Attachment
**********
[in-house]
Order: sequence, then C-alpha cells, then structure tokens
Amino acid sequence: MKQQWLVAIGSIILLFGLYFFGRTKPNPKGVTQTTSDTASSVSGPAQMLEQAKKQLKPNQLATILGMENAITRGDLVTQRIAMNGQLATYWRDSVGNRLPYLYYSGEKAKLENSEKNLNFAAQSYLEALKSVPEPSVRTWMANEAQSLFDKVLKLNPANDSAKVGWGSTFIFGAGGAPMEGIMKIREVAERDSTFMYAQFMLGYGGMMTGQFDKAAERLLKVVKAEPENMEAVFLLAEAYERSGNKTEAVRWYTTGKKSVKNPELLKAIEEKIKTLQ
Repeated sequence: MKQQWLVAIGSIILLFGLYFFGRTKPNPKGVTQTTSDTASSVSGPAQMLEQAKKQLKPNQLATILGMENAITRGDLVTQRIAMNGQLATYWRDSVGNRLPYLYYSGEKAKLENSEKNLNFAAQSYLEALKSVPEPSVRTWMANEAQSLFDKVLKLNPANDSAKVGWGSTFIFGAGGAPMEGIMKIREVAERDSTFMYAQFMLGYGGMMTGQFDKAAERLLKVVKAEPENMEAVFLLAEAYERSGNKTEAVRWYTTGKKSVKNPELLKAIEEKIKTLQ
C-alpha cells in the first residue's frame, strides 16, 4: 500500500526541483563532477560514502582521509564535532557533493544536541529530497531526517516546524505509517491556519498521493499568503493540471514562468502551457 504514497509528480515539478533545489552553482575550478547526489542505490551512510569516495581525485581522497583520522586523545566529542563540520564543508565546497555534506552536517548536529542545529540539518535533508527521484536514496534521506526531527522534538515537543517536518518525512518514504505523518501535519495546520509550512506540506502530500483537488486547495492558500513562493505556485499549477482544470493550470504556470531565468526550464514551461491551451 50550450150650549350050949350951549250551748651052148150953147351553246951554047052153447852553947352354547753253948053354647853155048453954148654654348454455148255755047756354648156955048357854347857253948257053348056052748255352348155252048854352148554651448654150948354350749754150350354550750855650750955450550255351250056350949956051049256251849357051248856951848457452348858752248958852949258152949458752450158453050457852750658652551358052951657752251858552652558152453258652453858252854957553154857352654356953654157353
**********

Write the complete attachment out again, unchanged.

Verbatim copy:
[in-house]
Order: sequence, then C-alpha cells, then structure tokens
Amino acid sequence: MKQQWLVAIGSIILLFGLYFFGRTKPNPKGVTQTTSDTASSVSGPAQMLEQAKKQLKPNQLATILGMENAITRGDLVTQRIAMNGQLATYWRDSVGNRLPYLYYSGEKAKLENSEKNLNFAAQSYLEALKSVPEPSVRTWMANEAQSLFDKVLKLNPANDSAKVGWGSTFIFGAGGAPMEGIMKIREVAERDSTFMYAQFMLGYGGMMTGQFDKAAERLLKVVKAEPENMEAVFLLAEAYERSGNKTEAVRWYTTGKKSVKNPELLKAIEEKIKTLQ
Repeated sequence: MKQQWLVAIGSIILLFGLYFFGRTKPNPKGVTQTTSDTASSVSGPAQMLEQAKKQLKPNQLATILGMENAITRGDLVTQRIAMNGQLATYWRDSVGNRLPYLYYSGEKAKLENSEKNLNFAAQSYLEALKSVPEPSVRTWMANEAQSLFDKVLKLNPANDSAKVGWGSTFIFGAGGAPMEGIMKIREVAERDSTFMYAQFMLGYGGMMTGQFDKAAERLLKVVKAEPENMEAVFLLAEAYERSGNKTEAVRWYTTGKKSVKNPELLKAIEEKIKTLQ
C-alpha cells in the first residue's frame, strides 16, 4: 500500500526541483563532477560514502582521509564535532557533493544536541529530497531526517516546524505509517491556519498521493499568503493540471514562468502551457 504514497509528480515539478533545489552553482575550478547526489542505490551512510569516495581525485581522497583520522586523545566529542563540520564543508565546497555534506552536517548536529542545529540539518535533508527521484536514496534521506526531527522534538515537543517536518518525512518514504505523518501535519495546520509550512506540506502530500483537488486547495492558500513562493505556485499549477482544470493550470504556470531565468526550464514551461491551451 50550450150650549350050949350951549250551748651052148150953147351553246951554047052153447852553947352354547753253948053354647853155048453954148654654348454455148255755047756354648156955048357854347857253948257053348056052748255352348155252048854352148554651448654150948354350749754150350354550750855650750955450550255351250056350949956051049256251849357051248856951848457452348858752248958852949258152949458752450158453050457852750658652551358052951657752251858552652558152453258652453858252854957553154857352654356953654157353